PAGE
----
Information update on the Acrolite Biplane
It is expected that all builders should have the latest version of the plans, the latest version is dated 08/08/98 this info is contained in the title block in the lower right corner of each plans sheet. Information related to the old plans set has been removed from this website. If you do not have the latest version contact Aircraft Spruce at info@aircraft-spruce or by phone at 1-800-861-3192 or Ron Wilson through this web site by Email at firstname.lastname@example.org or by Fax (Voice) at: 1-807-935-2587.
Here's a list of a few of the changes that we have made during the construction of the latest Acrolite.
The plans show a short length of half round lead weight riveted in the ends of the aileron tube spar. By using spar tube with a wall thickness of .120 the ailerons will balance with little or no lead weight. Some builders may find 1 1/4 x .125 6061-T6 tube difficult to find as it is not very popular for aircraft use. It may however be available from some industrial suppliers. Using the heavier tube will save the builder the work of building and fitting in the aileron balance weights.
The plans show the aft half of the fuselage as a gradual curve from the cockpit to the tail post and alternately a straight line is shown. Builders may find that the back of the fuselage is easier to build as a straight line as the curvature is difficult to maintain after welding. Just heat the longerons at Sta. 5 and pull them straight to the tail post. Note that this will effect the size of the turtle-deck bulkheads. The straight line has the effect of giving the fuselage a longer sleeker look. The curved line gives the aircraft a shorter stubby look.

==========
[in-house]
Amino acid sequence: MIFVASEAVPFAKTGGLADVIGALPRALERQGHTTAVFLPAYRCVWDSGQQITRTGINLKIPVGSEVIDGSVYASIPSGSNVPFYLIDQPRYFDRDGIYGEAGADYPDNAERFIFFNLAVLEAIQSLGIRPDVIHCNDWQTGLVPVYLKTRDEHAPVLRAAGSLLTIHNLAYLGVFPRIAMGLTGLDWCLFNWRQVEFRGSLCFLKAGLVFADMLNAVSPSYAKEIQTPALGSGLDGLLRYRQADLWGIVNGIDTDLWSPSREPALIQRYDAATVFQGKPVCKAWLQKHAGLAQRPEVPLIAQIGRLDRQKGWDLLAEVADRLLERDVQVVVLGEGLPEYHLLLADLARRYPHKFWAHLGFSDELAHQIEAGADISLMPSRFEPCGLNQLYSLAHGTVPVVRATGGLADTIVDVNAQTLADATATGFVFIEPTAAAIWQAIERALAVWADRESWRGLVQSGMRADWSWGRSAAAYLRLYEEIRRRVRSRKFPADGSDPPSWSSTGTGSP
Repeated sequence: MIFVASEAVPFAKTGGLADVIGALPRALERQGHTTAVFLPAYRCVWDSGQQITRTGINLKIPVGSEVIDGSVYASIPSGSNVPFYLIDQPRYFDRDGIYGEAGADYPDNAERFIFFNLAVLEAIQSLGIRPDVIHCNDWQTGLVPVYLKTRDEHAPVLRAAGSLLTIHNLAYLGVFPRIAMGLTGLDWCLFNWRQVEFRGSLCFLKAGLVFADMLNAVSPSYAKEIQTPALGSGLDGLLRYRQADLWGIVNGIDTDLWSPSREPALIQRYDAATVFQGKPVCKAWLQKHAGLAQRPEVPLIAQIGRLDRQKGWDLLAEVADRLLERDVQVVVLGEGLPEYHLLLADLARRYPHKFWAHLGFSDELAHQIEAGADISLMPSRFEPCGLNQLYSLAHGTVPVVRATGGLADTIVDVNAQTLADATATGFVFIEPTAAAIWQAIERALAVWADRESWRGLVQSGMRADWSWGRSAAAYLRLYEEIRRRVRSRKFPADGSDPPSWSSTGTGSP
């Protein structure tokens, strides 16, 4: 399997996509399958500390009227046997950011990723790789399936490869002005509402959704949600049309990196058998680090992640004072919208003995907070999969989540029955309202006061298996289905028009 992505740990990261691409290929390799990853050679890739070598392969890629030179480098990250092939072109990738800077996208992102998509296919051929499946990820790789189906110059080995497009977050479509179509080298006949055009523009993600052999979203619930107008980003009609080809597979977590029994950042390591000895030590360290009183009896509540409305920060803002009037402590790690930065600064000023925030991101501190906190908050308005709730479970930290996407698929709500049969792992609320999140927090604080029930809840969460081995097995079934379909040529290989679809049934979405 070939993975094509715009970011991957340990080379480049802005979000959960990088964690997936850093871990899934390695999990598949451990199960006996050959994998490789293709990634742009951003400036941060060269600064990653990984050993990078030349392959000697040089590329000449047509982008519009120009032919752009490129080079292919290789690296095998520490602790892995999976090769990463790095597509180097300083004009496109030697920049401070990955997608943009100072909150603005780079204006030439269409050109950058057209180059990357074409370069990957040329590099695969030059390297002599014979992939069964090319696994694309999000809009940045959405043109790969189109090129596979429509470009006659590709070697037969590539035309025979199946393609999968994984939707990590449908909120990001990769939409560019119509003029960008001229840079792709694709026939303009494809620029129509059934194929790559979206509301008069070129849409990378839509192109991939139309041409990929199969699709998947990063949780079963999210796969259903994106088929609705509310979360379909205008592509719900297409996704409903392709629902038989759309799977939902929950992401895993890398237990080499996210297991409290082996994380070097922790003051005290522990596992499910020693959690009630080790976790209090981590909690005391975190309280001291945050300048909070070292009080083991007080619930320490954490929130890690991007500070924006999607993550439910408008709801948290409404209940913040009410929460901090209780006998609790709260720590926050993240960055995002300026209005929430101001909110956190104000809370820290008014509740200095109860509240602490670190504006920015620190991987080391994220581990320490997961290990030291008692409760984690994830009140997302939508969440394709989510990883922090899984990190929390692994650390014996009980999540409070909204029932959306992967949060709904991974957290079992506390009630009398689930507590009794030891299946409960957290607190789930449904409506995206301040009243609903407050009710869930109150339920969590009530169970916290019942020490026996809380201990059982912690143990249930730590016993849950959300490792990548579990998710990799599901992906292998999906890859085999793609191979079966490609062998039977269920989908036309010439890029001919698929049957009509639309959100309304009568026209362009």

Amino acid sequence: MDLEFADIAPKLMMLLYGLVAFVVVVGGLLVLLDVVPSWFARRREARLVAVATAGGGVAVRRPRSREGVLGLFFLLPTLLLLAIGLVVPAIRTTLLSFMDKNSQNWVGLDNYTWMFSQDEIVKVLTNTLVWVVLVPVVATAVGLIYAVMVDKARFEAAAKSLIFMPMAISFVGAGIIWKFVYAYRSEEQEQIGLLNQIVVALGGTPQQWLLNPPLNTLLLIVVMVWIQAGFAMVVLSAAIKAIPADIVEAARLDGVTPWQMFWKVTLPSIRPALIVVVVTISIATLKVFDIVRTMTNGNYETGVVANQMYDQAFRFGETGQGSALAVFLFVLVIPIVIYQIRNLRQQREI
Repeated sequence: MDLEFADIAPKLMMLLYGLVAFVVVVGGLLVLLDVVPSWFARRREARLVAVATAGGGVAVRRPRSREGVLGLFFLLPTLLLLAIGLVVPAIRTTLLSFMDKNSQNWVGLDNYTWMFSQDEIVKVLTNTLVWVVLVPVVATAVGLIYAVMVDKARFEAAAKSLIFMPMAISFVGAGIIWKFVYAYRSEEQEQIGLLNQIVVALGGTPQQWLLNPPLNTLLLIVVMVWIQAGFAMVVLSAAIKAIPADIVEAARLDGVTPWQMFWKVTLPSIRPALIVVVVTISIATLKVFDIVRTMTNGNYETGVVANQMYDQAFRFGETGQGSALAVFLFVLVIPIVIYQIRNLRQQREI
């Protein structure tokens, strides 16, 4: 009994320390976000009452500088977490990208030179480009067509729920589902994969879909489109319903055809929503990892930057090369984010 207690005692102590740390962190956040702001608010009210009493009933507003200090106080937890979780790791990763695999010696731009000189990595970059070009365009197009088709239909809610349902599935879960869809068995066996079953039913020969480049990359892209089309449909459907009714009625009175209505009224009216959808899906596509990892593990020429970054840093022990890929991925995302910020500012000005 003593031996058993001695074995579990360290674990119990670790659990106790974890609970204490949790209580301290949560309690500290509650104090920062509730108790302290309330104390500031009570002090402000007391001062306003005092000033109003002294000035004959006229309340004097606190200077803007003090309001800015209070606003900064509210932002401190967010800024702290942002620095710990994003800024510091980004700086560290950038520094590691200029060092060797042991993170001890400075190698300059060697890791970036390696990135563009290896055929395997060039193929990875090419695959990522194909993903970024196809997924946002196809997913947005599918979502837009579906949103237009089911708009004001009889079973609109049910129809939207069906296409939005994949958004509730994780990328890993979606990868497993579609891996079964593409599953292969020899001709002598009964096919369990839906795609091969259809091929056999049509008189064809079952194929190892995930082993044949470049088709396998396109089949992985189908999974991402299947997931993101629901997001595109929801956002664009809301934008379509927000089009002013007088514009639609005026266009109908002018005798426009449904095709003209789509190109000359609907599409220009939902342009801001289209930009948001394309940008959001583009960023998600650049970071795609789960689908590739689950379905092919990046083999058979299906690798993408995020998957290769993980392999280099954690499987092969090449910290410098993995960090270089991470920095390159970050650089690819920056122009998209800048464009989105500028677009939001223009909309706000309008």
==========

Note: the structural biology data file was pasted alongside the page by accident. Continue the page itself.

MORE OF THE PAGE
On the second Acrolite the top cabane was bolted to bushings welded to the top longerons. The fitting of the top cowl around the top wing cabane structure was difficult and time consuming, also it prevented the top cowl and windshield from being located as far back as it should be. By bringing the top cowl back and fitting it around the cockpit to the turtle deck it will close the cockpit in better and will allow the windshield to be installed back as far as possible and for the future fitting of a canopy. Some of the pictures show how this is done.
To achieve the optimum performance it is essential that the propeller be perfectly matched to the aircraft/engine/gearbox combination. This is true of most aircraft and especially so with the Acrolite. A number of different wood props were tried with a 68 x 48 being best for climb and a 68 x 50 being best for cruise on the 912 and a 66 x 48 with narrow blades was best on the 618. Since building one propeller is a substantial job never mind couple of extra ones to try, the builder may want to try one of the ground adjustable carbon fibre props. We have had good result with the Warp Drive prop using 70" blades then cutting the blades down and adjusting the pitch until optimum performance is obtained. Of course the pitch and diameter will depend on the gearbox ratio used.
The bushing material shown in the materials list and supplied by Aircraft Spruce in the kits are not as specified in the latest revision of the plans. Rather than use bushing material we found it easier to use heavy wall 4130 tubing. This makes it easier to drill out the bushings and the wall thickness is a little thicker making it easier to weld. Use 1/2" OD x .095 for the 7/16 x 5/16 stock and 3/8" OD x .065 for the 5/16 x 1/4 stock and 5/16" OD x .065 for the 1/4 x 3/16 stock. The material will shrink a little after welding and may have to be reamed for proper fit
The aluminum wing is built with .025 thick aluminum skin on the leading edge and .020 on the trailing edge. When building the wing it is sometimes difficult to keep the .020 material taunt enough to keep it from oil canning between the ribs. If appearance is a concern builders may want to use .025 on the trailing edge as well. This will add over two pounds to each wing panel or close to ten pounds to the total weight of the aircraft.
2 Cylinder Rotax Engine Mount